©2019 Whatsonweibo. All rights reserved. Do not reproduce our content without permission – you can contact us at info@whatsonweibo.com

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Chinese TV Dramas

Controversy over Scene in Anti-Japanese War Drama Featuring Black U.S. Soldier and Chinese Nurse

Some scenes from this anti-Japanese war drama have angered Chinese netizens over ‘historical nihilism.’

Manya Koetse

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A black soldier comes to China from afar during WWII and falls in love with a Chinese villager who sacrifices her life for him. This war drama is sensationalizing the Sino-Japanese War in the wrong way, many netizens say.

“I love you, I love China,” a black man tells a Chinese woman in a clip of an anti-Japanese war drama that has gone viral on Chinese social media over the past few days (watch clip in embedded tweet below).

The scene is set on a mountain, where the man and woman hold hands when she tells him to flee from the “Japanese devils.” She repeats: “Remember: love me, love China.”

The love scene takes a dramatic turn when the two get ambushed by the Japanese army. The Chinese woman immediately pushes the man off the mountain to bring him to safety. While she cries out “love me, love China” she is attacked by Japanese soldiers and dies.

The scene comes from a 2016 TV drama titled The Great Rescue of The Flying Tigers (飞虎队大营救). The drama tells the story of Japanese soldiers chasing surviving members of a Flying Tigers aircraft after they shot it down. Various soldiers and army staff on the Chinese side try to rescue the fighters from the hands of the Japanese.

The drama’s portrayal of a romance between the foreign soldier and a Chinese woman, on the side of the Communist Eighth Route Army, has stirred controversy on Weibo this week.

“The director is retarded, this is historical nihilism,” one Weibo blogger writes.

Hundreds of netizens also criticize the drama’s director and screenwriters: “This is not even funny, what kind of scriptwriter comes up with this trash? This should be thoroughly investigated.”

The Flying Tigers (飞虎队) were a group of US fighter pilots who went to China during the final three years of the Second Sino-Japanese War to fight the Japanese invaders and defend China.

Flying Tigers.

The people behind the Flying Tigers belonged to the organization of the American Volunteer Group (AVG), who came together in 1941 to strengthen the Chinese Air Force.

In the now controversial TV drama The Great Rescue of The Flying Tigers, the black soldier is ‘Carl’ (Cedric Beugre), a surviving member of the Flying Tigers aircraft shut down by Japanese forces. The Chinese woman is ‘Xinghua,’ a female nurse who sacrifices her own life to save Carl.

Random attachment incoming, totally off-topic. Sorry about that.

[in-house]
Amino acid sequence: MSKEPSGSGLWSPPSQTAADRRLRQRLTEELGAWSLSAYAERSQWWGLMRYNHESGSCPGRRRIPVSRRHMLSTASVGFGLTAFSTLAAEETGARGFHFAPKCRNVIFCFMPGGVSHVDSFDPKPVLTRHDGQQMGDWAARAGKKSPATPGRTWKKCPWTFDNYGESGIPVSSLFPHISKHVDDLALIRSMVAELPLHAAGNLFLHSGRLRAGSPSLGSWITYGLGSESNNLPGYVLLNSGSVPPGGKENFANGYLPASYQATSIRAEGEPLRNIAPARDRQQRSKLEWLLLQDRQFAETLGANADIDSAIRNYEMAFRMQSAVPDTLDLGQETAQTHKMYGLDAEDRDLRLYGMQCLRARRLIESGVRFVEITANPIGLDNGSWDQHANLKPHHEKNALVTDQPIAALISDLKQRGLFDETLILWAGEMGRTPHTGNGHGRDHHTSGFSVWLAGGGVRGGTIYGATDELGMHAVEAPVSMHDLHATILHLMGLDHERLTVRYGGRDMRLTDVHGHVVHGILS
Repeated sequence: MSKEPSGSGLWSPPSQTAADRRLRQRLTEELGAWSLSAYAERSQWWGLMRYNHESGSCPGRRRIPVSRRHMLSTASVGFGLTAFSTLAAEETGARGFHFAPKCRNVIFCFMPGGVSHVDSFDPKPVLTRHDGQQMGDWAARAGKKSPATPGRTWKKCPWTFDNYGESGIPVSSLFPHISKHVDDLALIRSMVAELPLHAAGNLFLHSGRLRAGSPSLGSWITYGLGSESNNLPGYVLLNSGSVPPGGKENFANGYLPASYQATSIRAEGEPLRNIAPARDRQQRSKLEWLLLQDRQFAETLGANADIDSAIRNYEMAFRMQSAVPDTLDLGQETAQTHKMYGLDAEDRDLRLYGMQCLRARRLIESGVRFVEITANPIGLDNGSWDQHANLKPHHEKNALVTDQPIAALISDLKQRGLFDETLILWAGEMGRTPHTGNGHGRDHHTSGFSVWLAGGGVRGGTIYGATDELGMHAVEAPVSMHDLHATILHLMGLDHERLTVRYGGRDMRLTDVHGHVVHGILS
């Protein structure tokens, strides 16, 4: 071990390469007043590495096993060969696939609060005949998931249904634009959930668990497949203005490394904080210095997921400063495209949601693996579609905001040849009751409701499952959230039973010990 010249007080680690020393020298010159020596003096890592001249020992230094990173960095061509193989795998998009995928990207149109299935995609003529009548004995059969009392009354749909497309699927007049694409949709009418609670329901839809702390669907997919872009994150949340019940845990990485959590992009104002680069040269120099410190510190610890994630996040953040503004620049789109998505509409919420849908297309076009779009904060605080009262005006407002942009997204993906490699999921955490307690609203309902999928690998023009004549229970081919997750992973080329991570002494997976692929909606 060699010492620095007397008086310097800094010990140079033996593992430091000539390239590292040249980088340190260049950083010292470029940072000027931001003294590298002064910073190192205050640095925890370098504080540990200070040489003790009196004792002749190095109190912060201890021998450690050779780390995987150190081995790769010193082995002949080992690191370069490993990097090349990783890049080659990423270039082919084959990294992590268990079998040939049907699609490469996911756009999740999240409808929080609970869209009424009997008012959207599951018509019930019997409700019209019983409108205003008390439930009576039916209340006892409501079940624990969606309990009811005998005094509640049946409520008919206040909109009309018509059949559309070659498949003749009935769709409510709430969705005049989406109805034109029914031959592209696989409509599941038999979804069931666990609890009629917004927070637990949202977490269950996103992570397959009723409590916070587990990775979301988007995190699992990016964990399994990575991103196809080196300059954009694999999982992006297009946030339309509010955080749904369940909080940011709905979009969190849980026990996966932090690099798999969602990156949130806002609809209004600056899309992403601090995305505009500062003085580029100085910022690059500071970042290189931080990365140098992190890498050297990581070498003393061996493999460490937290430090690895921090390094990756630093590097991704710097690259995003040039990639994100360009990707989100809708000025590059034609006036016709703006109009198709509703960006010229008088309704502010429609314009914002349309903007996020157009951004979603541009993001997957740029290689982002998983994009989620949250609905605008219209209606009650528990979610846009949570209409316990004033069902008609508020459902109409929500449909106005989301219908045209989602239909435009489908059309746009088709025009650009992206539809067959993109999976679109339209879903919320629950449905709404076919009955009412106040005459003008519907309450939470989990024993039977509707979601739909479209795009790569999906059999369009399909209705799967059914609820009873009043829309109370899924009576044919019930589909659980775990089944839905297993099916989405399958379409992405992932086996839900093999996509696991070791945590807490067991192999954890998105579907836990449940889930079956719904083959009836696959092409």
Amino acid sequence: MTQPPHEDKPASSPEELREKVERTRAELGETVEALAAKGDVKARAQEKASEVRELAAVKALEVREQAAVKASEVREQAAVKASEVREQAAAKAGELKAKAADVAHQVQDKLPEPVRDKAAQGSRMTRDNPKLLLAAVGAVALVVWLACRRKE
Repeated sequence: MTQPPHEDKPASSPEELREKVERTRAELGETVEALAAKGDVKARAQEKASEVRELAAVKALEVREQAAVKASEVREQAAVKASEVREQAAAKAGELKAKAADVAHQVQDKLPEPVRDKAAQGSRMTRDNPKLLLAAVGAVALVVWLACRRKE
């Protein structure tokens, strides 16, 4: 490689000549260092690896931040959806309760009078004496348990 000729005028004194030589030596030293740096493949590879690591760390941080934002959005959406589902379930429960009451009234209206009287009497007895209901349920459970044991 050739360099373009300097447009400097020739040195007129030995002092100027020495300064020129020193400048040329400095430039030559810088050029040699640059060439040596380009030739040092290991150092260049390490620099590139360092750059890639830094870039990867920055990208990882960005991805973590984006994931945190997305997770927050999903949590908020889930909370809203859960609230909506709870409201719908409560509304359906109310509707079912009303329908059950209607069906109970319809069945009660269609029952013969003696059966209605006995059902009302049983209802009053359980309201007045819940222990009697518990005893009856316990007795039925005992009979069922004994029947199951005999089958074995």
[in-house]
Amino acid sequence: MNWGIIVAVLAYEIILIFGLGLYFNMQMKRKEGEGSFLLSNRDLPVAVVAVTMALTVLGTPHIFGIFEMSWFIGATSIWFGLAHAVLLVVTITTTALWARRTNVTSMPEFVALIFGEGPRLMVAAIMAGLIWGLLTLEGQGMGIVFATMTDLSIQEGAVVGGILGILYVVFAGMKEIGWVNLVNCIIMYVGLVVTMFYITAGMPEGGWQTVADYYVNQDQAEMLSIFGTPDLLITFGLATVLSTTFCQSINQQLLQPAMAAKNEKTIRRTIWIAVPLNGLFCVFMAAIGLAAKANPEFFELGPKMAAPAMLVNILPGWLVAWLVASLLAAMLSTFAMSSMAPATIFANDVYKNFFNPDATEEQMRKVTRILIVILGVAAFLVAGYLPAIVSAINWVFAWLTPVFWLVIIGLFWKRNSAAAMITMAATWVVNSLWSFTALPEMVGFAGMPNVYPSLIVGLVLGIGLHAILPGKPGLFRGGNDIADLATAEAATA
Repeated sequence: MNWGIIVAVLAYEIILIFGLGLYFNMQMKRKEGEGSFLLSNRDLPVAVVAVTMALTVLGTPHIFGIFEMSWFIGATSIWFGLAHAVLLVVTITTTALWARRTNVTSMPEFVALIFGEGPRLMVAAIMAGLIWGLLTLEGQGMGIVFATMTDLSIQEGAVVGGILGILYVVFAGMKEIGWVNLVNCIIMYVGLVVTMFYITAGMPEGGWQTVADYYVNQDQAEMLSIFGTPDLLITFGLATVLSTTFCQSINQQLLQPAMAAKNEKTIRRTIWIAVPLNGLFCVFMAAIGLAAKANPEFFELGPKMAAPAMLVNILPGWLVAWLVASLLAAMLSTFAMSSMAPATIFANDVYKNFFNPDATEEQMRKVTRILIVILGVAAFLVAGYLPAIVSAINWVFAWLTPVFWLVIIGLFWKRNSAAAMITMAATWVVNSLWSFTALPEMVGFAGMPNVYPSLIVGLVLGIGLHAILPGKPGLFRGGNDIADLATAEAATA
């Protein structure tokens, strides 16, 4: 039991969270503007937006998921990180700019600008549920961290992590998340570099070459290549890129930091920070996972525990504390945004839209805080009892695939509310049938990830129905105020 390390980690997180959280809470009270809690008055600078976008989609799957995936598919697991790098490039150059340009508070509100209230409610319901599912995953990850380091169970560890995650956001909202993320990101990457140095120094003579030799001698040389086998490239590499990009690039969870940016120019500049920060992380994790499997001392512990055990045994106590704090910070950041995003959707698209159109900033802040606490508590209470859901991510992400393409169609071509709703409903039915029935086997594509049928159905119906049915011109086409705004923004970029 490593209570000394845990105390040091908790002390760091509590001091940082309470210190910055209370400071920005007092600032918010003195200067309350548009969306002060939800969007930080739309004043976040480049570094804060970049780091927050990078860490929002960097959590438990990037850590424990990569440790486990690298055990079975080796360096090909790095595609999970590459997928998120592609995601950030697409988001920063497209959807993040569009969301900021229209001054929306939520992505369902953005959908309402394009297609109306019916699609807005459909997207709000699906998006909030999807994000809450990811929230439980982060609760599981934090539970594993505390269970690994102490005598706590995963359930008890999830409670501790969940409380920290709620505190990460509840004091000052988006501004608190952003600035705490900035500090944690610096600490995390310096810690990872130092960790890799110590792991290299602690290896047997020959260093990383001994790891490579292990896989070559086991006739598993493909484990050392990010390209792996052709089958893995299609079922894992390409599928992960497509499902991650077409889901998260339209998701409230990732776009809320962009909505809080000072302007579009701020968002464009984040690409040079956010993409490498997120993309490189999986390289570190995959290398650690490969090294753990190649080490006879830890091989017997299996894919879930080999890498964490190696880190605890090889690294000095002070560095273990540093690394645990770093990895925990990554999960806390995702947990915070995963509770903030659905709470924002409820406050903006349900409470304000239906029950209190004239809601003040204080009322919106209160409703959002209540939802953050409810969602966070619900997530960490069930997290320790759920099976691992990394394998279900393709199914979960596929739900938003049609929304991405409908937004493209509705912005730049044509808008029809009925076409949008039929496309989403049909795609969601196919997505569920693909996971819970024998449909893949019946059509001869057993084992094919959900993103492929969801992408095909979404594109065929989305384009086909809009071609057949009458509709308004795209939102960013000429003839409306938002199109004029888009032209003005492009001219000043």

The dialogues between Carl and Xinghua are pretty simple and at times almost ridiculous. While Xinghua does not speak a word of English and appears clueless, Carl is depicted as a stubborn, crude and somewhat silly character, who also seems to understand very little of what is happening around him and does all he can to be with his Xinghua after a brief meeting in the Chinese base camp (also see this scene or here).

On Chinese social media, the drama is critiqued for being a so-called ‘divine Anti-Japanese drama’ (抗日神剧): Chinese war dramas that sensationalize the history of the war by making up unrealistic and overly dramatic or funny scenes and storylines.

In 2015, China’s State Administration of Press, Publication, Radio, Film, and Television (SAPPRFT) announced a limit on these kinds of TV dramas that sensationalize the history of war, and in doing so ‘misrepresent history’ and ‘disrespect’ the Chinese soldiers who fought to defend the nation (read more).

TV series focusing on war are part of China’s every day (prime time) TV schedules. These Chinese war dramas are called “Anti-Japanese War Dramas” (抗日电视剧), literally referring to the period of ‘resisting Japan’ during WWII (in China, the 1937-1945 war is called The War of Resistance against Japanese Aggression 中国抗日战争).

The 40-episode series The Great Rescue of the Flying Tigers was aired by Yunnan City Channel but is also available online. Since there are countless reruns of Anti-Japanese war dramas on Chinese tv, it is possible that some viewers only now viewed the 2016 drama for the first time.

Some netizens call this a “new kind of fantasy war drama”, summarizing: “A black man comes from far away to China to fight Japan, falls in love with a Chinese nurse who sacrifices her own life for him and yells ‘Love me love China’ before she dies.”

Many on social media call the script “idiotic,” others question if black soldiers ever joined the Flying Tigers in the first place.

There seems to be more to the controversy than sensationalizing history alone though – relationships between foreign men and Chinese women, especially black men and Chinese women, are often met with prejudice and racism on Chinese social media. Mixing such a narrative in a drama about the Second Sino-Japanese war makes it all the more controversial.

Some see the narrative of the love between a foreign soldier and a Chinese woman as a way of ‘beautifying’ the war and ‘adoring everything that’s foreign.’

“This is not respecting history at all!”, one among hundreds of commenters says.

In the TV drama, the sentence “Love me, Love China” does have some extra meaning in the end. Although Xinghua sacrifices her life for Carl in episode 19, he eventually chooses to fight side by side against the Japanese ‘devils’ with the Chinese army, keeping his promise to “love China” like he loved Xinghua.

By Manya Koetse , with contributions from Miranda Barnes

Spotted a mistake or want to add something? Please let us know in comments below or email us. Please note that your comment below will need to be manually approved if you’re a first-time poster here.

©2019 Whatsonweibo. All rights reserved. Do not reproduce our content without permission – you can contact us at info@whatsonweibo.com